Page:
Name: Isabelle Rizo
Nationality: Papers say American. Born Germany. Really Romanian.
Current Location: Chicago, IL, USA
Next Destination: Paris, France
Behind the Postcards is an interviews series I'm doing with nomadic souls from around the world sharing their story from going from "normal" to nomad. I met Isabelle Rizo over a delicious Middle Eastern dinner in Chicago with fellow digital nomad Moataz Ahmed who introduced us. She's been featured in Entrepreneur Magazine and my favorite podcast Zero to Travel. We talk storytelling, Parisian life, and a whole lot more! (She's also a client of Nomad and Camera – photos taken in Chicago's Logan Square neighborhood.)
N+C: Salut Isabelle! Thanks for doing the interview. Can you share with readers who you are?
IR: Hello, I'm Isabelle and I'm a singularity storyteller, consultant, and artist. My website is isabellerizo.com. I started my entrepreneurial journey in 2008 and was a part time digital nomad for quite some time after that.
N+C: To start, what was your first solo trip and why that location?
IR: China – I was talking to a dear friend one evening and late in the night we discussed co-creating The Global Education Partnership, an opportunity for cross cultural learning and teaching in Southeast Asia. I was also heavily involved with the UnCollege movement and AERO – decided to skip the traditional 4 year college. So that led me to getting my TESOL certificate. I was doing freelance film and video gigs at the time and I ended up making a documentary about my experience.
N+C: You have your own business in which you are a singularity storyteller. The very first thing that visitors will read on your website is “you are only as interesting as the stories you tell”. What is the Isabelle Rizo story?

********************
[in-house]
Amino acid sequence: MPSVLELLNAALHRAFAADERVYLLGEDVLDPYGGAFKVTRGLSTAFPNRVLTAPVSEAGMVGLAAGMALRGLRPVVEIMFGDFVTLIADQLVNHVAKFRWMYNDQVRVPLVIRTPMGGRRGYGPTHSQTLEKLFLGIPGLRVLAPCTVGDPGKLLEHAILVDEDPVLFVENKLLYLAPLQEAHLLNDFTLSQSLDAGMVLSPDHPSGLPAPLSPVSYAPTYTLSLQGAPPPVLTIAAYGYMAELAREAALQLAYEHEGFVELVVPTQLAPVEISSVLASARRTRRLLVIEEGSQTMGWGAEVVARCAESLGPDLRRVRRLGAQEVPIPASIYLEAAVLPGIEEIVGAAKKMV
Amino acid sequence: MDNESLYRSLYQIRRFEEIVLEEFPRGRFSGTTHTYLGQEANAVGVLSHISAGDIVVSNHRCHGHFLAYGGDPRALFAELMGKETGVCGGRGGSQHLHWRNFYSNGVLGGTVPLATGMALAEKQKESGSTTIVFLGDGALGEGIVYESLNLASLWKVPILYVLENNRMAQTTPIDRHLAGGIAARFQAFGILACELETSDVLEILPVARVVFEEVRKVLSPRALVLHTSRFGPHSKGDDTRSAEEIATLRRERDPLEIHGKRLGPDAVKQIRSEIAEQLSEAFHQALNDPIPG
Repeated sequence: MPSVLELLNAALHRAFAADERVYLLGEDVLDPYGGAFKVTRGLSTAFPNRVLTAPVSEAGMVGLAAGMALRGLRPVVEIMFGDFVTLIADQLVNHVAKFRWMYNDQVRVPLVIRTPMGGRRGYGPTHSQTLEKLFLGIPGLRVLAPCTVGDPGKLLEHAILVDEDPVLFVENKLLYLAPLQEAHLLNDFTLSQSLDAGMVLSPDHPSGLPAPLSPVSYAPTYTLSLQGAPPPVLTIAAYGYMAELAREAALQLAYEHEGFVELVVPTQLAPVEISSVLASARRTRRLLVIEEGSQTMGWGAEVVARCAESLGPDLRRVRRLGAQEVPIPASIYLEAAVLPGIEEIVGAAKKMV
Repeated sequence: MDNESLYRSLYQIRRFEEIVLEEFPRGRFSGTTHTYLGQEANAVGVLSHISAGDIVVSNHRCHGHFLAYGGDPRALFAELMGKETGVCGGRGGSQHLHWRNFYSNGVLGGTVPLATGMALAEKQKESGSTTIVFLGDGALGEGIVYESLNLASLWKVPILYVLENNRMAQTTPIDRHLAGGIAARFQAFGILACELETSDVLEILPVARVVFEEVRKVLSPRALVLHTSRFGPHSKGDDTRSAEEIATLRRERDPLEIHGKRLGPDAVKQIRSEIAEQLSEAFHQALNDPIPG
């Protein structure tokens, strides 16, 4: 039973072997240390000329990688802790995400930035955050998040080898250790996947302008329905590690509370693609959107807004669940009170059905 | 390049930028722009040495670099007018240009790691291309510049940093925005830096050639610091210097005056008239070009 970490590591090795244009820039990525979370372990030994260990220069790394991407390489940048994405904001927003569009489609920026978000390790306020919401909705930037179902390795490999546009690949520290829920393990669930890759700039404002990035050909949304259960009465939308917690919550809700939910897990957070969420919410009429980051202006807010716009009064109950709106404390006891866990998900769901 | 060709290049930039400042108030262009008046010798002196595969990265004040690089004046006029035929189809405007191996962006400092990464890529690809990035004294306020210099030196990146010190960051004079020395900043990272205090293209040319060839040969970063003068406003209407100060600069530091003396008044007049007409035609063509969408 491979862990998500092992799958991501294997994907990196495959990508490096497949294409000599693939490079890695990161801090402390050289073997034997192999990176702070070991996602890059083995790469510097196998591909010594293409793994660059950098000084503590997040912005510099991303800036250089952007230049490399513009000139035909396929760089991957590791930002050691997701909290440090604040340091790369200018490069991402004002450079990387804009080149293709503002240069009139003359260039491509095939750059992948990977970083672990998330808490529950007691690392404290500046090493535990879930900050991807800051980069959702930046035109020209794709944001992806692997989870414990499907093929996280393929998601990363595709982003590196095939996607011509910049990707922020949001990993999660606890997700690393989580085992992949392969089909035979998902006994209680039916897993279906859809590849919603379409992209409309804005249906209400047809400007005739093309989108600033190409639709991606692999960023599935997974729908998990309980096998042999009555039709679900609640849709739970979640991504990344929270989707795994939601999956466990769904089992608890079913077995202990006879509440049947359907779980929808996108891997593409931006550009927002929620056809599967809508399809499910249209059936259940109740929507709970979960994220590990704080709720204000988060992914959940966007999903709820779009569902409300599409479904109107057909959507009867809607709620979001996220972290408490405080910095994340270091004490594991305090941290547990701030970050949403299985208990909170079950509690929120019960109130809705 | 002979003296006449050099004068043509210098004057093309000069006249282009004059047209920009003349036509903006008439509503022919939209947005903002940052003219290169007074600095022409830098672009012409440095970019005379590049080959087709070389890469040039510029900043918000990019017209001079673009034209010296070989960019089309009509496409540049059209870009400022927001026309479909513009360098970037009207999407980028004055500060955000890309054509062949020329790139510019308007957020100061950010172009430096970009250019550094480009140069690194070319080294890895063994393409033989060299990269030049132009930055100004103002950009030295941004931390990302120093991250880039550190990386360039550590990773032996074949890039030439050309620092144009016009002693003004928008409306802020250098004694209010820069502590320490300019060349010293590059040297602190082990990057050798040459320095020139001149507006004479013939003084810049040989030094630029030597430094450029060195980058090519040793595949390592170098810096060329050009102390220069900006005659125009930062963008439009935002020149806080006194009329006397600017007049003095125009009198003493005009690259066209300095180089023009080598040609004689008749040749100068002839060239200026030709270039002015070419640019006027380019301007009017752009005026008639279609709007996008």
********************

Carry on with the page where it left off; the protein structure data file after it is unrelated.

IR: I had to make one up — politically, nationally, spiritually, physically. I think that's what I learned growing up. Parents fled communist Romania, I was born in Germany but not given citizenship, and then we arrived in the US. I grew up not speaking English, being a baby political refugee that would have to go to court to get papers to stay in the US. Spiritually, the Romanian Orthodox tradition was cultural as much as it was spiritual, my father a skeptical atheist and my mother orthodox. Settling in Chicago, I grew up with Hispanic, Puerto Rican, African and other immigrant kids. I never really fit in with the other American white kids. They just didn't understand how I view the world.
I moved schools a lot so I always had an opportunity to start fresh and reinvent myself. I loved school and learning. I loved making new friends and maybe just maybe making a deep connection with someone that gets it. The Romanian community that we ended up being supported by when we first got to the States was a Pentecostal community – very fringe Christian where mystical and loud experiences with God were normal.
It didn't feel normal to me. It felt like Jesus camp and I had all of these questions about why God would do this and that and express himself in some ways and not others.
There were 2 nervous breakdowns sprinkled in the middle there where culturally I did not know who I was, spiritually I did not know what I identified with, and after a while school just became this race to the top of the IVY League and the best grades you could get, high honor roles. I honestly did not care, I was there to learn. School was never a problem for me, I would get great grades but I was not motivated by this race to the top. Race to the top of what?